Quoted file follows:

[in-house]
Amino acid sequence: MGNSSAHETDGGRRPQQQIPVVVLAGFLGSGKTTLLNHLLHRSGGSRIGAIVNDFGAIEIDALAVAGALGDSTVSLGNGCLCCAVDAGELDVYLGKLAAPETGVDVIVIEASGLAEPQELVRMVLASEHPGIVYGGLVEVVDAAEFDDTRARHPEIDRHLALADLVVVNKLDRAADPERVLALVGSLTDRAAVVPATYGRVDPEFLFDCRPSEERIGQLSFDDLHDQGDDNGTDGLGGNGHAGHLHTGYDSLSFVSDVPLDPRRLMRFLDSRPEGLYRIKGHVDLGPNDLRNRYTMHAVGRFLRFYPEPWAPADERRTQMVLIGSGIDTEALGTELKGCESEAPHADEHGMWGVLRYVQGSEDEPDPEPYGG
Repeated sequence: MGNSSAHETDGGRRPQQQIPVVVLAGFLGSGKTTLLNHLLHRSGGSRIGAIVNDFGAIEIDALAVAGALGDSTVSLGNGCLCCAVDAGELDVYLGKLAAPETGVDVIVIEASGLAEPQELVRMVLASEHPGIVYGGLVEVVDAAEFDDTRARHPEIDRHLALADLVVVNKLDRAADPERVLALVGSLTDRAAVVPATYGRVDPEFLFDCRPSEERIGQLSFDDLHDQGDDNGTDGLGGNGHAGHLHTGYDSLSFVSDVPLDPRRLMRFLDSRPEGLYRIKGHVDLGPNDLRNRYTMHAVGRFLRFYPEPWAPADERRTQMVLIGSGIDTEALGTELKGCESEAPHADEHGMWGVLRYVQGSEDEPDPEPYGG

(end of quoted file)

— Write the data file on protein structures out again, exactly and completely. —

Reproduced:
[in-house]
Amino acid sequence: MGNSSAHETDGGRRPQQQIPVVVLAGFLGSGKTTLLNHLLHRSGGSRIGAIVNDFGAIEIDALAVAGALGDSTVSLGNGCLCCAVDAGELDVYLGKLAAPETGVDVIVIEASGLAEPQELVRMVLASEHPGIVYGGLVEVVDAAEFDDTRARHPEIDRHLALADLVVVNKLDRAADPERVLALVGSLTDRAAVVPATYGRVDPEFLFDCRPSEERIGQLSFDDLHDQGDDNGTDGLGGNGHAGHLHTGYDSLSFVSDVPLDPRRLMRFLDSRPEGLYRIKGHVDLGPNDLRNRYTMHAVGRFLRFYPEPWAPADERRTQMVLIGSGIDTEALGTELKGCESEAPHADEHGMWGVLRYVQGSEDEPDPEPYGG
Repeated sequence: MGNSSAHETDGGRRPQQQIPVVVLAGFLGSGKTTLLNHLLHRSGGSRIGAIVNDFGAIEIDALAVAGALGDSTVSLGNGCLCCAVDAGELDVYLGKLAAPETGVDVIVIEASGLAEPQELVRMVLASEHPGIVYGGLVEVVDAAEFDDTRARHPEIDRHLALADLVVVNKLDRAADPERVLALVGSLTDRAAVVPATYGRVDPEFLFDCRPSEERIGQLSFDDLHDQGDDNGTDGLGGNGHAGHLHTGYDSLSFVSDVPLDPRRLMRFLDSRPEGLYRIKGHVDLGPNDLRNRYTMHAVGRFLRFYPEPWAPADERRTQMVLIGSGIDTEALGTELKGCESEAPHADEHGMWGVLRYVQGSEDEPDPEPYGG